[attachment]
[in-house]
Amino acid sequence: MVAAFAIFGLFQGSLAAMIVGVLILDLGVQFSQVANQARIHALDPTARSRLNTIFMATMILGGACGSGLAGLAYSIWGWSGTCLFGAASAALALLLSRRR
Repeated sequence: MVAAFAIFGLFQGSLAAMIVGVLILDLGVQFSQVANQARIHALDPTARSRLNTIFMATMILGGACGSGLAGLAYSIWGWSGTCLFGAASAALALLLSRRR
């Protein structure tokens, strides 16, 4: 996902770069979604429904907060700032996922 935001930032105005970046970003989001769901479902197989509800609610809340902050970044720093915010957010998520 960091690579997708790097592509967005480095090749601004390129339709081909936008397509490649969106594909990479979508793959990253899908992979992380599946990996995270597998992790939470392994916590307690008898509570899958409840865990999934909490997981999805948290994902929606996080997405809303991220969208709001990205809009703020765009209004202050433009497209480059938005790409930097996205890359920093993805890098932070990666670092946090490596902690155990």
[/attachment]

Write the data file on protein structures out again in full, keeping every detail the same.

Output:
[in-house]
Amino acid sequence: MVAAFAIFGLFQGSLAAMIVGVLILDLGVQFSQVANQARIHALDPTARSRLNTIFMATMILGGACGSGLAGLAYSIWGWSGTCLFGAASAALALLLSRRR
Repeated sequence: MVAAFAIFGLFQGSLAAMIVGVLILDLGVQFSQVANQARIHALDPTARSRLNTIFMATMILGGACGSGLAGLAYSIWGWSGTCLFGAASAALALLLSRRR
């Protein structure tokens, strides 16, 4: 996902770069979604429904907060700032996922 935001930032105005970046970003989001769901479902197989509800609610809340902050970044720093915010957010998520 960091690579997708790097592509967005480095090749601004390129339709081909936008397509490649969106594909990479979508793959990253899908992979992380599946990996995270597998992790939470392994916590307690008898509570899958409840865990999934909490997981999805948290994902929606996080997405809303991220969208709001990205809009703020765009209004202050433009497209480059938005790409930097996205890359920093993805890098932070990666670092946090490596902690155990």